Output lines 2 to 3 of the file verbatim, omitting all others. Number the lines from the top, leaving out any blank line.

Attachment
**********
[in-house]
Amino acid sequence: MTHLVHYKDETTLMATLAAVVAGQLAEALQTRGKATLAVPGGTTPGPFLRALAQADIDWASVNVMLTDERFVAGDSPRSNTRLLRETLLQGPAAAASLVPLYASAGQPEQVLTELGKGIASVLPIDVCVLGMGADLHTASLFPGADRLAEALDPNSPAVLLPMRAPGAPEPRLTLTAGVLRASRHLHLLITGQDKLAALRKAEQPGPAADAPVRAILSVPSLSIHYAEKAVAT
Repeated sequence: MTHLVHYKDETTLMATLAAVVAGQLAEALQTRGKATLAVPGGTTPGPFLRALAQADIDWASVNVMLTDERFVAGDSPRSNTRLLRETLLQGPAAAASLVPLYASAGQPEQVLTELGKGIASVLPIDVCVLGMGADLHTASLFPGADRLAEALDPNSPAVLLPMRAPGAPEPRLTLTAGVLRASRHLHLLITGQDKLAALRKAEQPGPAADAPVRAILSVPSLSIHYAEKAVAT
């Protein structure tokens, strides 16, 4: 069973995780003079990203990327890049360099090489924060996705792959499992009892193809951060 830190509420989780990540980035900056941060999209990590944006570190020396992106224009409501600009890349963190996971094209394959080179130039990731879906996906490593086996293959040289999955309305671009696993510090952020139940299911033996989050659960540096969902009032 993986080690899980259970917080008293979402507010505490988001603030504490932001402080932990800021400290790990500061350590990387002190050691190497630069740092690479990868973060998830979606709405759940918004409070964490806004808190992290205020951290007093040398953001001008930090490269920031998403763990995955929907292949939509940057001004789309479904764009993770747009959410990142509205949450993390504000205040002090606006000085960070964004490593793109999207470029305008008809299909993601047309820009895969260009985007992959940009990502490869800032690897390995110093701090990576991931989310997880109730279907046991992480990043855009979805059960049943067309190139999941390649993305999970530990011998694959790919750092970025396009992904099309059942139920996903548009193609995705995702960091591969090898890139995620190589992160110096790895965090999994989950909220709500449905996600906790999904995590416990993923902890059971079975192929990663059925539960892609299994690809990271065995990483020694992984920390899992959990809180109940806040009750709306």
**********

Amino acid sequence: MTHLVHYKDETTLMATLAAVVAGQLAEALQTRGKATLAVPGGTTPGPFLRALAQADIDWASVNVMLTDERFVAGDSPRSNTRLLRETLLQGPAAAASLVPLYASAGQPEQVLTELGKGIASVLPIDVCVLGMGADLHTASLFPGADRLAEALDPNSPAVLLPMRAPGAPEPRLTLTAGVLRASRHLHLLITGQDKLAALRKAEQPGPAADAPVRAILSVPSLSIHYAEKAVAT
Repeated sequence: MTHLVHYKDETTLMATLAAVVAGQLAEALQTRGKATLAVPGGTTPGPFLRALAQADIDWASVNVMLTDERFVAGDSPRSNTRLLRETLLQGPAAAASLVPLYASAGQPEQVLTELGKGIASVLPIDVCVLGMGADLHTASLFPGADRLAEALDPNSPAVLLPMRAPGAPEPRLTLTAGVLRASRHLHLLITGQDKLAALRKAEQPGPAADAPVRAILSVPSLSIHYAEKAVAT